These instrctions are a modified version of the CPython devguide

4. Running & Writing Tests


This document assumes you are working from an in-development checkout of Jython. If you are not then some things presented here may not work as they may depend on new features not available in earlier versions of Jython.

4.1. Running

The shortest, simplest way of running the test suite is the following command from the root directory of your checkout:

ant regrtest

To run a single test case, use the unittest module, providing the import path to the test case:

./python -m unittest -v test.test_abc.TestABC

If you have a multi-core or multi-CPU machine, you can enable parallel testing using several Python processes so as to speed up things:

   ./python -m test -j0

If you are running a version of Python prior to 3.3 you must specify the number
of processes to run simultaneously (e.g. ``-j2``).

.. _strenuous_testing:

Finally, if you want to run tests under a more strenuous set of settings, you
can run ``test`` as::

    ./python -bb -E -Wd -m test -r -w -uall

The various extra flags passed to Python cause it to be much stricter about
various things (the ``-Wd`` flag should be ``-W error`` at some point, but the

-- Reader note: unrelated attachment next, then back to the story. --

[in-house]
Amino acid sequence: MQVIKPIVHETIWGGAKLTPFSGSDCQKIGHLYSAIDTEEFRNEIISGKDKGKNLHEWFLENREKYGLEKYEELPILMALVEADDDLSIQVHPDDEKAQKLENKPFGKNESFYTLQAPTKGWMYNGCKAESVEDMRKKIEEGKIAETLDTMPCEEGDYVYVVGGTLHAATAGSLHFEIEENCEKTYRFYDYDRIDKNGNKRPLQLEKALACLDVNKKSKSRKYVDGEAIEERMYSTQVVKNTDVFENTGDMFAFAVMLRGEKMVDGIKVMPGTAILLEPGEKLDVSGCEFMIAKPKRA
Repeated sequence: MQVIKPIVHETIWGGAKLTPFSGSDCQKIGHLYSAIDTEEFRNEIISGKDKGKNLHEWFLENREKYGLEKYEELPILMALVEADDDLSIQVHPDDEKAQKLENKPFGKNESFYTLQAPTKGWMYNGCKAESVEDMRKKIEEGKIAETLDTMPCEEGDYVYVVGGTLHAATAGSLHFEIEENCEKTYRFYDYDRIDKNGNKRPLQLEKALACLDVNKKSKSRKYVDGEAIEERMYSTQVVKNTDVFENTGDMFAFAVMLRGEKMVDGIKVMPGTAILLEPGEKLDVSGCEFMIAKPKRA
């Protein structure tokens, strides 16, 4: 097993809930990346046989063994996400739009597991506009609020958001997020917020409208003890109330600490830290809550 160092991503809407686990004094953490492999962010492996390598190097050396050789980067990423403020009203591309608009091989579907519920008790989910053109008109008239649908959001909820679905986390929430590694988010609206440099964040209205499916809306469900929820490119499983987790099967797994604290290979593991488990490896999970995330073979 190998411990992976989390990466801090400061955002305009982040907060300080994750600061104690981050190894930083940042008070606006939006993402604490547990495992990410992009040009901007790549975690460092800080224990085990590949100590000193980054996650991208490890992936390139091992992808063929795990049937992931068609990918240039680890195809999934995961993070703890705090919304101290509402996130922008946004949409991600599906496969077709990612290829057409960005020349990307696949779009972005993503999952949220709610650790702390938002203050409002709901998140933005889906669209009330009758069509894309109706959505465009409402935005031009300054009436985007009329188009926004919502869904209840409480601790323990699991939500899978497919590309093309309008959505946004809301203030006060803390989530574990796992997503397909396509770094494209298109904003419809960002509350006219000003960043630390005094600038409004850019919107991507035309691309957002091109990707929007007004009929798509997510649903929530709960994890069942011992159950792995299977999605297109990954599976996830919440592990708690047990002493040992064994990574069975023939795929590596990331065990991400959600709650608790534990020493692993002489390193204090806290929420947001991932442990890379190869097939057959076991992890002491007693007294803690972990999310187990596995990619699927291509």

test suite has not reached a point where all warnings have been dealt with and
so we cannot guarantee that a bug-free Python will properly complete a test run
with ``-W error``). The ``-r`` flag to the test runner causes it to run tests in
a more random order which helps to check that the various tests do not interfere
with each other.  The ``-w`` flag causes failing tests to be run again to see
if the failures are transient or consistent.
The ``-uall`` flag allows the use of all available
resources so as to not skip tests requiring, e.g., Internet access.

You can also execute the ``Tools/scripts/`` script as  found in a
CPython checkout. The script tries to balance speed with thoroughness. But if
you want the most thorough tests you should use the strenuous approach shown

4.2. Writing

Writing tests for Python is much like writing tests for your own code. Tests need to be thorough, fast, isolated, consistently repeatable, and as simple as possible. We try to have tests both for normal behaviour and for error conditions. Tests live in the Lib/test directory, where every file that includes tests has a test_ prefix.

One difference with ordinary testing is that you are encouraged to rely on the module. It contains various helpers that are tailored to Python’s test suite and help smooth out common problems such as platform differences, resource consumption and cleanup, or warnings management. That module is not suitable for use outside of the standard library.

When you are adding tests to an existing test file, it is also recommended that you study the other tests in that file; it will teach you which precautions you have to take to make your tests robust and portable.

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